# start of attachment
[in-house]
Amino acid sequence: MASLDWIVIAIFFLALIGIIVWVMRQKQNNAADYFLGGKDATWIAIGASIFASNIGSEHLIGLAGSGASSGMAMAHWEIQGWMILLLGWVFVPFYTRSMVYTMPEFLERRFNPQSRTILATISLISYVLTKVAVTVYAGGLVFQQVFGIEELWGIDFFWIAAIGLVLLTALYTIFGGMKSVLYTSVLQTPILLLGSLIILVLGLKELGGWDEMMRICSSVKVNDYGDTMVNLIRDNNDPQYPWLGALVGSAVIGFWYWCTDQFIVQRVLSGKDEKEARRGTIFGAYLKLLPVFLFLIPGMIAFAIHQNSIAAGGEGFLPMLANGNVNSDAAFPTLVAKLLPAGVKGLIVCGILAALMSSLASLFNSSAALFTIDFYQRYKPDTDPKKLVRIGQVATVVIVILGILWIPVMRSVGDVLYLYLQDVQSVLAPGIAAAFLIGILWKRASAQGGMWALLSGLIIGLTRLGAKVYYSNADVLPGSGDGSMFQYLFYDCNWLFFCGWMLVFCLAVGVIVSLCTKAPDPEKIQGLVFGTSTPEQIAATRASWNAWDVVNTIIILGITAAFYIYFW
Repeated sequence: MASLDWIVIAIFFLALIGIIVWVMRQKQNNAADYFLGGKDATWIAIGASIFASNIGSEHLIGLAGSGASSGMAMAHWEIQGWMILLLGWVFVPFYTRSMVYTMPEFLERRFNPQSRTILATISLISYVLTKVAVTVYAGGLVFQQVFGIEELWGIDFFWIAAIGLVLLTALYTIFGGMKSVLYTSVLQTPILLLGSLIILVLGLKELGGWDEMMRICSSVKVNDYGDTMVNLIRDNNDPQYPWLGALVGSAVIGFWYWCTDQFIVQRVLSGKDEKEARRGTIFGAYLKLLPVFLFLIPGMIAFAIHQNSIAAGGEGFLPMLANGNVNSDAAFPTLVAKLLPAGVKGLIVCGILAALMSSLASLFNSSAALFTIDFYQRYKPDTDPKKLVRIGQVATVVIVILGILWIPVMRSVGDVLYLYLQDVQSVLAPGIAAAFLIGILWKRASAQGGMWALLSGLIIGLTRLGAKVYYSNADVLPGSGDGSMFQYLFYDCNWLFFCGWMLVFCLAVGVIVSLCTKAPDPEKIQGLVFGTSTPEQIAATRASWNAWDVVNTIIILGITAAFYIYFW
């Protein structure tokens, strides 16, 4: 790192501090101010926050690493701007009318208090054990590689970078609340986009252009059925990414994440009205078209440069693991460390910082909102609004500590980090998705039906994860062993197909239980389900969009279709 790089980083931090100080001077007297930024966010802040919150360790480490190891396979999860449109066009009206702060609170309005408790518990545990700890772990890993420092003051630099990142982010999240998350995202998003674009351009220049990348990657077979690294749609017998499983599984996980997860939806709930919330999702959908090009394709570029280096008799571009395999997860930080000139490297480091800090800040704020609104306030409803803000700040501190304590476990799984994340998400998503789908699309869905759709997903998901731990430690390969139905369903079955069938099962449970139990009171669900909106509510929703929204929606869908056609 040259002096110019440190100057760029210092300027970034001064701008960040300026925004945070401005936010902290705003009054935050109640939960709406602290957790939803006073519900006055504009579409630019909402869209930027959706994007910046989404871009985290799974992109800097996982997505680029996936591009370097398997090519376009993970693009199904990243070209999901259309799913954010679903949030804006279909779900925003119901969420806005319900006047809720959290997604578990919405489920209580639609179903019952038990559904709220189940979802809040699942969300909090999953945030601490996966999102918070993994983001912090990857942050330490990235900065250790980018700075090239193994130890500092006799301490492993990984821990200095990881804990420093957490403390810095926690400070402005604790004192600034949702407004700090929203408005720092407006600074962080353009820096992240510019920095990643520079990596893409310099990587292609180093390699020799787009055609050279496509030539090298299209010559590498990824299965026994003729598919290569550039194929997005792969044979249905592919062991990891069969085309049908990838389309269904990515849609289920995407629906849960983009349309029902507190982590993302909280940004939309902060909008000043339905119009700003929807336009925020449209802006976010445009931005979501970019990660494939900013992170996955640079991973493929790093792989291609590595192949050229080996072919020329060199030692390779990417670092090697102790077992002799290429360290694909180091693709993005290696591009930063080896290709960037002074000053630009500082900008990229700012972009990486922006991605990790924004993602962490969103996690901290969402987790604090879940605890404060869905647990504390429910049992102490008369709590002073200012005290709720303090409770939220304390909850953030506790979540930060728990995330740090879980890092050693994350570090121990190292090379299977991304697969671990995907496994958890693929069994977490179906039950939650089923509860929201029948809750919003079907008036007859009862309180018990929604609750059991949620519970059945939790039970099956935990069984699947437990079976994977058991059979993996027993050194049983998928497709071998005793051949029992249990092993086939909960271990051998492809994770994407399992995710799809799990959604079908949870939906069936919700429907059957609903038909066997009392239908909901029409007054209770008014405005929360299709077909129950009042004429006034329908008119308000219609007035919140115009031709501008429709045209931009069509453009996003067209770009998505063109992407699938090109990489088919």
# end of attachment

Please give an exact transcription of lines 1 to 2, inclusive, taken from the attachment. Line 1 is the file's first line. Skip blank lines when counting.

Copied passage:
[in-house]
Amino acid sequence: MASLDWIVIAIFFLALIGIIVWVMRQKQNNAADYFLGGKDATWIAIGASIFASNIGSEHLIGLAGSGASSGMAMAHWEIQGWMILLLGWVFVPFYTRSMVYTMPEFLERRFNPQSRTILATISLISYVLTKVAVTVYAGGLVFQQVFGIEELWGIDFFWIAAIGLVLLTALYTIFGGMKSVLYTSVLQTPILLLGSLIILVLGLKELGGWDEMMRICSSVKVNDYGDTMVNLIRDNNDPQYPWLGALVGSAVIGFWYWCTDQFIVQRVLSGKDEKEARRGTIFGAYLKLLPVFLFLIPGMIAFAIHQNSIAAGGEGFLPMLANGNVNSDAAFPTLVAKLLPAGVKGLIVCGILAALMSSLASLFNSSAALFTIDFYQRYKPDTDPKKLVRIGQVATVVIVILGILWIPVMRSVGDVLYLYLQDVQSVLAPGIAAAFLIGILWKRASAQGGMWALLSGLIIGLTRLGAKVYYSNADVLPGSGDGSMFQYLFYDCNWLFFCGWMLVFCLAVGVIVSLCTKAPDPEKIQGLVFGTSTPEQIAATRASWNAWDVVNTIIILGITAAFYIYFW